The opinion of the court was delivered by: John F. Grady, United States District Judge
The individual Chicago police officer defendants in this case have moved to dismiss the complaint on several grounds. First, they contend that the gravamen of the complaint is that plaintiffs were falsely arrested. The two-year statute of limitations on a false arrest claim ran about two months before this complaint was filed. The defendants argue that Count I of the complaint, purporting to allege a due process violation, is barred by the two-year statute because nothing that happened after the date of plaintiffs' arrest supports a separate due process claim on which the statute would not have run.
At this initial pleading stage, we side with the plaintiffs. We do not have the facts necessary to say that there was no separately actionable conduct that took place after the date of the arrest. (Neither party even informs us as to the alleged grounds for the arrest. What was the initial charge? Did it include the robbery of Elias Arias, who is not alleged to have conspired with the police officer defendants?). Count I alleges conduct by the defendants that went far beyond a simple arrest. It consisted of fabrication of a criminal case against the plaintiffs based on suggestive identification procedures, tampering with witness statements, exaction of the false confessions from the plaintiffs by means of coercion and trickery, and the intentional withholding of exculpatory information from the prosecutors. It is not clear at this stage of the proceeding that the plaintiffs' only cause of action is one for the alleged false arrest that took place on January 24, 2007.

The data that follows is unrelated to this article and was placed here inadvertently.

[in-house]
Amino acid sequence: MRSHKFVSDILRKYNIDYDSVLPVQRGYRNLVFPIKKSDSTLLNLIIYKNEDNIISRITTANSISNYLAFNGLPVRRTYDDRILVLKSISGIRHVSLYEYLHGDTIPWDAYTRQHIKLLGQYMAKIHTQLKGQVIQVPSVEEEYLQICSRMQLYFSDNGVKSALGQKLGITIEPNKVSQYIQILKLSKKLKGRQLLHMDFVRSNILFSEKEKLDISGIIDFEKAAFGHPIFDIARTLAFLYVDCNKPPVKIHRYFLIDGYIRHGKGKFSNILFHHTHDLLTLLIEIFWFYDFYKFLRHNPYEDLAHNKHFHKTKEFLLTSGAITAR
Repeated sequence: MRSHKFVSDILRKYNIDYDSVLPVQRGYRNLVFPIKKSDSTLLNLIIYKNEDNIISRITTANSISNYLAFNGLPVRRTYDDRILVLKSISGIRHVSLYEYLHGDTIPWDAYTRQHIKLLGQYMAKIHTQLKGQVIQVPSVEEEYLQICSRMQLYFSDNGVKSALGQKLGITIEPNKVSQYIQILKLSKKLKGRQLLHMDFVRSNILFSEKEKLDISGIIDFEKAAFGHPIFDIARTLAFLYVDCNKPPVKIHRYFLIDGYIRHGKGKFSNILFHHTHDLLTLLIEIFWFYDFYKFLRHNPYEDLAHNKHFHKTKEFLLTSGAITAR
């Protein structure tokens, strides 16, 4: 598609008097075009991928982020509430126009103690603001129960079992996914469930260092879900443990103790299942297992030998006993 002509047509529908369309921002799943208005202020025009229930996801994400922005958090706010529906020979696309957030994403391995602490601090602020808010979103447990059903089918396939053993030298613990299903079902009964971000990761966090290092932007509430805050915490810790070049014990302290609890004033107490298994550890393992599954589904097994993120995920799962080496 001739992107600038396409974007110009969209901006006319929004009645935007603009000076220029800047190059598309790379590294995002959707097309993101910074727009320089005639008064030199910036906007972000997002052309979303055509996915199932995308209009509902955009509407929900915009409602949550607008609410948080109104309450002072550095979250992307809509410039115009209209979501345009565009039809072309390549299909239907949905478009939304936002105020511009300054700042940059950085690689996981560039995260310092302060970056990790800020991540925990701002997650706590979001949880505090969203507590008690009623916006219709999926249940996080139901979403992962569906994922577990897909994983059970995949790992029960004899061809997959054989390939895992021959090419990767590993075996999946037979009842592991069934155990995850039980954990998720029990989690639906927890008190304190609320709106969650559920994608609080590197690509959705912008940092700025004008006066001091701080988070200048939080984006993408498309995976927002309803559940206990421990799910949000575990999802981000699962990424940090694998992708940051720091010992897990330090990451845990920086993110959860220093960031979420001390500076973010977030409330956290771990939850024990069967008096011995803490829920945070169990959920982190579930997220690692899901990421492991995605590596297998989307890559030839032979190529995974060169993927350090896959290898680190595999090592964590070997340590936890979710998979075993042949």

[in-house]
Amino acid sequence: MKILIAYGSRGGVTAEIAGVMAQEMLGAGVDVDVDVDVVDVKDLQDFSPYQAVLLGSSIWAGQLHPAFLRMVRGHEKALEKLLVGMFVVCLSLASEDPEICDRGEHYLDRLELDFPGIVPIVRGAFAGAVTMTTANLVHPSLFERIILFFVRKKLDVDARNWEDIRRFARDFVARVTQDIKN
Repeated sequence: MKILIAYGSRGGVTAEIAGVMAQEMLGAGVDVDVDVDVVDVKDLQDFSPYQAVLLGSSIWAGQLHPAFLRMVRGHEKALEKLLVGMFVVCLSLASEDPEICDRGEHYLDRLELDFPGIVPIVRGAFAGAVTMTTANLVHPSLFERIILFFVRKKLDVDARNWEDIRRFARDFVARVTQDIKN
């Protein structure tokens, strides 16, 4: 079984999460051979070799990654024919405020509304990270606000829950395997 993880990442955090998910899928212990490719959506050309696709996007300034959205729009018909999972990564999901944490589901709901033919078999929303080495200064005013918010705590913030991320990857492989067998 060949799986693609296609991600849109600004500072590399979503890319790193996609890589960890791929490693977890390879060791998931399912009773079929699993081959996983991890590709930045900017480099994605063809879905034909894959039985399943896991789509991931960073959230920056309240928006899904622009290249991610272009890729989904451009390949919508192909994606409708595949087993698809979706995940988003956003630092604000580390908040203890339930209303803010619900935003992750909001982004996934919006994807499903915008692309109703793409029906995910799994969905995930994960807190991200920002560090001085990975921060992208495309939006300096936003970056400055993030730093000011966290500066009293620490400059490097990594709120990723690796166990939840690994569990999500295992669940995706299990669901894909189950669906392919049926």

The defendants' second ground for dismissal is that the due process and conspiracy claims in Counts I and II of the complaint are lacking in specificity as to what each defendant actually did. We believe the allegations are sufficient to fairly apprise the defendants of what they need to admit or deny. It is not unusual for plaintiffs in § 1983 police cases to be lacking in specific information as to the activities of each of the various defendants. The information is developed in discovery. The question at this point in the case is whether the defendants can plead to the complaint, and we think they can. Each defendant knows whether he participated, in one way or another, in the fabrication of a false case against these plaintiffs in the manner generally alleged in Counts I and II. We expect that the defendants will answer the complaint with general denials, which is exactly what they would do if the complaint were considerably more specific than it is.
It may well be that at the conclusion of discovery some of these defendants will be entitled to judgment, or the plaintiffs may even decide to dismiss them voluntarily. But that will be on the basis of what the evidence discloses in the discovery process, not on the basis of the alleged deficiencies in the complaint.
Defendants' motion as to the remaining counts of the complaint is related to their arguments concerning Counts I and II. We will deny the motion as to these remaining counts as well.
Defendants' joint motion to dismiss the complaint  is denied. The defendants should answer the complaint by March 19, 2010. Discovery should proceed forthwith (without waiting for the defendants' answer to the complaint), and a status conference is set for May 5, 2010 at 10:30 a.m.
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